With a lot of domestic and club responsibilities this week I can honestly say that without the focus of the picture-a-day challenge the cameras may well have stayed in the bag this week. Instead, I have awoken each day with the thought in my head that I need to find my image. I am determined not to snap the garden at 11pm or grab a quick shot of baby eating tea just to fulfil the brief. It’s very satisfying therefore to note that most of this weeks images were pre-planned to a greater or lesser extent.

63-2017-9 is a case in point. I had this in mind from the start of the day and kept a close eye on the light as tea time drew near knowing I wanted a little bit of the blue hour to complement the orangey tinges to the night time streets.

© Dave Whenham

63-2017-10 was the result of checking the weather apps the night before. It is shot from 190 feet above Marsden Moor as the sun rises and was a pre-planned image which saw me setting the alarm for an early start to drive to the moors. I was not expecting any frost based on the forecast but there was just a hint of the white stuff which reflected the first rays of the day. With the temperature down to 1°C and a bit of a breeze I soon lost all feeling in my ungloved fingers. Once the drone got above 200 feet (ie more than 1500 feet above sea-level at this location) the wind turbulence was too high for successful photography so with real pain in my finger tips I was probably grateful to bring the drone home and land it just a couple of feet from the car.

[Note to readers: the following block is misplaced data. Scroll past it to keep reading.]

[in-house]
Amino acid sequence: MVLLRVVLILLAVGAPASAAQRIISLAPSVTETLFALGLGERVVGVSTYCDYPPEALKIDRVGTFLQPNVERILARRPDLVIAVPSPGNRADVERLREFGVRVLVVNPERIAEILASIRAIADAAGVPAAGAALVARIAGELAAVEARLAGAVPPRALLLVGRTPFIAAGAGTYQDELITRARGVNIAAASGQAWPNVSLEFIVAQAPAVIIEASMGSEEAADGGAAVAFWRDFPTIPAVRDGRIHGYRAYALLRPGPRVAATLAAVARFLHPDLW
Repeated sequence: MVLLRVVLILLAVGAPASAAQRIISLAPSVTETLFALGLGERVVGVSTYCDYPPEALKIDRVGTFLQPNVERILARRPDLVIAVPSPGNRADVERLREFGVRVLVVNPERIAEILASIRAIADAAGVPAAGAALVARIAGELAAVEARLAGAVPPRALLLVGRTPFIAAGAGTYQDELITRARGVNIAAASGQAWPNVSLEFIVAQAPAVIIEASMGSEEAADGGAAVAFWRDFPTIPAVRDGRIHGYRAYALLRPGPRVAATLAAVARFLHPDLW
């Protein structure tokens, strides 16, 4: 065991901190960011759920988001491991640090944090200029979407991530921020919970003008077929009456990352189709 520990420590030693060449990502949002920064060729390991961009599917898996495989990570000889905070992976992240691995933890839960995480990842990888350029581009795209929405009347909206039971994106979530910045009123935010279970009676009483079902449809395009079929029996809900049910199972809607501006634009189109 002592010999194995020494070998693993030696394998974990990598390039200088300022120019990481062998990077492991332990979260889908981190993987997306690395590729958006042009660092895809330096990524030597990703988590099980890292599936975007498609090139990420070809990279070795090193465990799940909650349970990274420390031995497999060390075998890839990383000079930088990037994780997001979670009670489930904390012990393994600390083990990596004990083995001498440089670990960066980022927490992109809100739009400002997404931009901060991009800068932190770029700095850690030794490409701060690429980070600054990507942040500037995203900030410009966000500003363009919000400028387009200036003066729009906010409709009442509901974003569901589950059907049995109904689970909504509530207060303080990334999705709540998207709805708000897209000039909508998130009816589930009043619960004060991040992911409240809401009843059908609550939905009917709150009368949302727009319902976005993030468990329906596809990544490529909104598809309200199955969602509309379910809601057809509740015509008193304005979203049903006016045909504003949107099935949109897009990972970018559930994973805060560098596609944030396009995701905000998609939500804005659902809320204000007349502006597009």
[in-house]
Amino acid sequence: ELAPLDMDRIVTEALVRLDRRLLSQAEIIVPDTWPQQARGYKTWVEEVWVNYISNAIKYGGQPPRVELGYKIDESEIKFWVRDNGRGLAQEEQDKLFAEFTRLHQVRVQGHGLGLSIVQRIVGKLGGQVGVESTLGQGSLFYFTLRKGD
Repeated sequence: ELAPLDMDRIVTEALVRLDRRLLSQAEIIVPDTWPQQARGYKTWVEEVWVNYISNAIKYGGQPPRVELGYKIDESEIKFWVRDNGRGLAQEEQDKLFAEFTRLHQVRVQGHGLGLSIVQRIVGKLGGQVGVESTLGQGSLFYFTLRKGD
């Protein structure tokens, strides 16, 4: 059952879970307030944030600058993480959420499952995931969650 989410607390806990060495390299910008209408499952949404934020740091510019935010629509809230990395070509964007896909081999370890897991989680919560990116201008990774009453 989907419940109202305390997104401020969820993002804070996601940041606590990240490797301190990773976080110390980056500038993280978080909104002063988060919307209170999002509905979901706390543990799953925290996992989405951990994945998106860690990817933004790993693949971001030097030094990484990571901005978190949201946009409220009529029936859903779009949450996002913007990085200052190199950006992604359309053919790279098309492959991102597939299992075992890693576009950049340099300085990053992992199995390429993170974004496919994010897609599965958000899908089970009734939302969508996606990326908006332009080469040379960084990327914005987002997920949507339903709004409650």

© Dave Whenham
63-2017-10 (re-edited from original)
© Dave Whenham

63-2017-11 – the River Calder from Elland Bridge is a favourite spot for images that I have visited countless times over the years. It involves a short but steep ascent of Got Hill one of the oldest streets in the town which is mostly cobbled and therefore lethal on wet autumn days with decaying leaves added to the mix.

I had originally intended taking a shot over the weir looking in the opposite direction but in the event decided to leave that shot for another day and to make a mental note to take a small tripod and neutral density filter with me to slow the shutter speed down. I also decided on the square composition to use so that is another 63-2017 image opportunity stored away for the right conditions. Despite having shot in these locations many many times in recent years it’s amazing what opportunities are still available with some thought.

63-2017-12  “A Warm Reception?”  The windows were glowing warmly but the heavy front door was firmly shut and the sign says visitors must have a prior appointment. Number 12 in my 63/2017 series is one where I simply went for a wander to see what I could see and is the first in this series where the title came first and the image was made second. It’s a simple image but perhaps it tells us something about our society whereby a reception can look both warm and yet uninviting at the same time. I won’t ponder too much in case it gets pretentious!